Such integrated functionality made dashboards extremely popular. A Gartner commentary suggests that companies put data and analytics at the heart of every company business decision.23 Despite the increasing popularity of dashboard technology, the control tool has some drawbacks, such as focusing too intently on short-term results and ignoring the overall progress toward long-term goals. And some employees might bristle at being monitored as closely as dashboard tools allow.

    Nonetheless, companies are seeing real results from implementing dashboard software. Robert Romanoff, a partner at the law firm of Levenfeld Romanoff in Chicago, uses dashboards that aggregate data from clients, strategic partners, and internal staff from the mailroom to the boardroom to improve what he calls the 3 Ps. The 3 Ps are process efficiency, project management, and strategic pricing.24

     

    A sample dashboard software is shown. On the screen there are many frames that contain bar graphs, numbers and statistics, color coded boxes, etc., all expressing data about software brand usage, total number of followers, key words, etc.

    Exhibit 6.9 Marketing and sales professionals are increasingly turning to advanced software programs called “dashboards” to monitor business and evaluate performance. These computer tools use analytics and big data to help managers identify valuable customers, track sales, and align plans with company objectives—all in real time. A typical dashboard might include sales and bookings forecasts, monthly close data, customer satisfaction data, and employee training schedules. This example tracks customers attending the Consumer Electronics Show so that the buzz created by influencers can be measured. How does information technology affect managerial decision-making? (Credit: Intel Free Press/ flickr/ Attribution 2.0 Generic (CC BY 2.0))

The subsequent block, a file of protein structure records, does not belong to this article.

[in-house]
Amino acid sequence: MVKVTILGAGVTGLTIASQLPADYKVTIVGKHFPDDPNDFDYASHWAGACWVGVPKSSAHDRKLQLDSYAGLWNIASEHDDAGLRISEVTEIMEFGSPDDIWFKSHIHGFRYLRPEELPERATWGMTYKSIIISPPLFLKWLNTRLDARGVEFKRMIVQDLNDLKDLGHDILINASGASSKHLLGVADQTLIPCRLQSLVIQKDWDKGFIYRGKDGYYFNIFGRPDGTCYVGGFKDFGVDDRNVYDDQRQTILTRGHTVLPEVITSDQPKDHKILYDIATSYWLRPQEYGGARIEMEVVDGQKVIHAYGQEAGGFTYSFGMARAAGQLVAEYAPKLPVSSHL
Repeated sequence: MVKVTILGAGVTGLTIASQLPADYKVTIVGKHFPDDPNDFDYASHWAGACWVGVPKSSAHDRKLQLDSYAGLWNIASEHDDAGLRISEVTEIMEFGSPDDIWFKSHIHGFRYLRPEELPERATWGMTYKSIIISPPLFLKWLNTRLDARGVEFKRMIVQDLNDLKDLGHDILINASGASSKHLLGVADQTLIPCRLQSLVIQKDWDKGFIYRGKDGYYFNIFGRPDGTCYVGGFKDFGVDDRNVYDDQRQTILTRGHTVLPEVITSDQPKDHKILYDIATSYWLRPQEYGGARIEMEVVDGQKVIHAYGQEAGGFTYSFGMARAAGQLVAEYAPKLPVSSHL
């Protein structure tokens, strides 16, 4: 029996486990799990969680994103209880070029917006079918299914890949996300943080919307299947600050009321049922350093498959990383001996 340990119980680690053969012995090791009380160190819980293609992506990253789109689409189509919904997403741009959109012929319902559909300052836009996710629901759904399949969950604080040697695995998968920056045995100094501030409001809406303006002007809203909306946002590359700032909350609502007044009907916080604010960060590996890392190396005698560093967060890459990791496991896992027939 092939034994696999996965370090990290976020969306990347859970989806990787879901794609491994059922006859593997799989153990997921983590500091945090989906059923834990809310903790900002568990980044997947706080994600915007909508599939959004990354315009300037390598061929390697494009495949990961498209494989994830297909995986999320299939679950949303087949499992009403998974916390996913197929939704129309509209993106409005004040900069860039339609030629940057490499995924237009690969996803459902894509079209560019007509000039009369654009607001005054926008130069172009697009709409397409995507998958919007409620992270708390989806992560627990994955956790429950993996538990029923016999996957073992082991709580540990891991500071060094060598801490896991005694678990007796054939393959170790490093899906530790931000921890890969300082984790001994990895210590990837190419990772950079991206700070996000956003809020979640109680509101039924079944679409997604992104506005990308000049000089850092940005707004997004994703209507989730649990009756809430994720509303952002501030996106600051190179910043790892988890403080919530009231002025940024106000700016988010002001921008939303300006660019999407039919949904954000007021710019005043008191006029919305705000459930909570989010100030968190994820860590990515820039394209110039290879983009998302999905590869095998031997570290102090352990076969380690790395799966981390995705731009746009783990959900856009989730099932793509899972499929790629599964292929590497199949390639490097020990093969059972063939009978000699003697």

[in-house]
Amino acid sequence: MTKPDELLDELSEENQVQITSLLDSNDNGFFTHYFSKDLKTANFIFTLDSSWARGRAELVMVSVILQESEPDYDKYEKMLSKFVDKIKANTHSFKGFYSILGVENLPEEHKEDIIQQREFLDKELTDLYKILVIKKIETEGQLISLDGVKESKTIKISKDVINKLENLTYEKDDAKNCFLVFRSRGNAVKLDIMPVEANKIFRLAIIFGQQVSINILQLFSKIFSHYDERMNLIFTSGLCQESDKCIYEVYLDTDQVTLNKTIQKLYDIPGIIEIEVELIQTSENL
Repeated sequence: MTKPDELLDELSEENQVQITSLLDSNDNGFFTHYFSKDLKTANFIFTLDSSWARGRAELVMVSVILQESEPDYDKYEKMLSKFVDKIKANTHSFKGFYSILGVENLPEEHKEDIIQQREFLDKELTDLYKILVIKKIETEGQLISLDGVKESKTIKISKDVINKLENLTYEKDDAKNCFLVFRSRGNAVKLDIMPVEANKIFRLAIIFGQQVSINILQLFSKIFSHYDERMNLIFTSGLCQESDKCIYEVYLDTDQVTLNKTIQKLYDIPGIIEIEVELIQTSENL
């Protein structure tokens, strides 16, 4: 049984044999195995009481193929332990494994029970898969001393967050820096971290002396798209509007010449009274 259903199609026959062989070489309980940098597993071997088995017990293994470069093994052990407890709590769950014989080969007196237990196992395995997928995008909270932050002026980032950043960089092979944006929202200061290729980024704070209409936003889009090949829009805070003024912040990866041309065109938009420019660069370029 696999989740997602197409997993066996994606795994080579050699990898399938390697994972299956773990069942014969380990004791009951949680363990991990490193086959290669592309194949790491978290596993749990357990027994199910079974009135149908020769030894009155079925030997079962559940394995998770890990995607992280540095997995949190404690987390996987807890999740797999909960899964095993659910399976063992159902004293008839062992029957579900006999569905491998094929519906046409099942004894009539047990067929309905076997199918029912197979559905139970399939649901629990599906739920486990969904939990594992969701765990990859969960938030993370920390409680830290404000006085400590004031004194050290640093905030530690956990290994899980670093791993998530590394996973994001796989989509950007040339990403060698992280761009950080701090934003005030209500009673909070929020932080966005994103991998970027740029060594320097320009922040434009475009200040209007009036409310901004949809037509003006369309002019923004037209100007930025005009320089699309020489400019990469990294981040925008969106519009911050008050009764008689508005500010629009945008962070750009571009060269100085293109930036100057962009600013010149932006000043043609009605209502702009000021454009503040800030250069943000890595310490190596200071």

Managing Multinational Cultures

    The increasing globalization of the world market has created a need for managers who have global management skills, that is, the ability to operate in diverse cultural environments. With more and more companies choosing to do business in multiple locations around the world, employees are often required to learn the geography, language, and social customs of other cultures. It is expensive to train employees for foreign assignments and pay their relocation costs; therefore, choosing the right person for the job is especially important. Individuals who are open minded, flexible, willing to try new things, and comfortable in a multicultural setting are good candidates for international management positions.

    As companies expand around the globe, managers will continue to face the challenges of directing the behavior of employees around the world. They must recognize that because of cultural differences, people respond to similar situations in very different ways. The burden, therefore, falls on the manager to produce results while adapting to the differences among the employees he or she manages.

    How a manager gets results, wins respect, and leads employees varies greatly among countries, cultures, and individuals. For example, different cultures have different approaches to time. American, German, and Swiss cultures, among others, take a linear view of time, whereas southern European counties such as Italy take a multi-active time approach, and many Eastern cultures, such as China, take a cyclic approach. An American manager with a linear view of time will approach scheduling planning with a different approach than colleagues with a multi-active or cyclic approach.25 Despite differences such as these (examples of which can be cited for every country in the world), managing within a different culture is only an extension of what managers do every day: working with differences in employees, processes, and projects.

    CONCEPT CHECK

    1. How can information technology aid in decision-making?
    2. What are three principles of managing multinational cultures?
    3. Describe several guidelines for crisis management.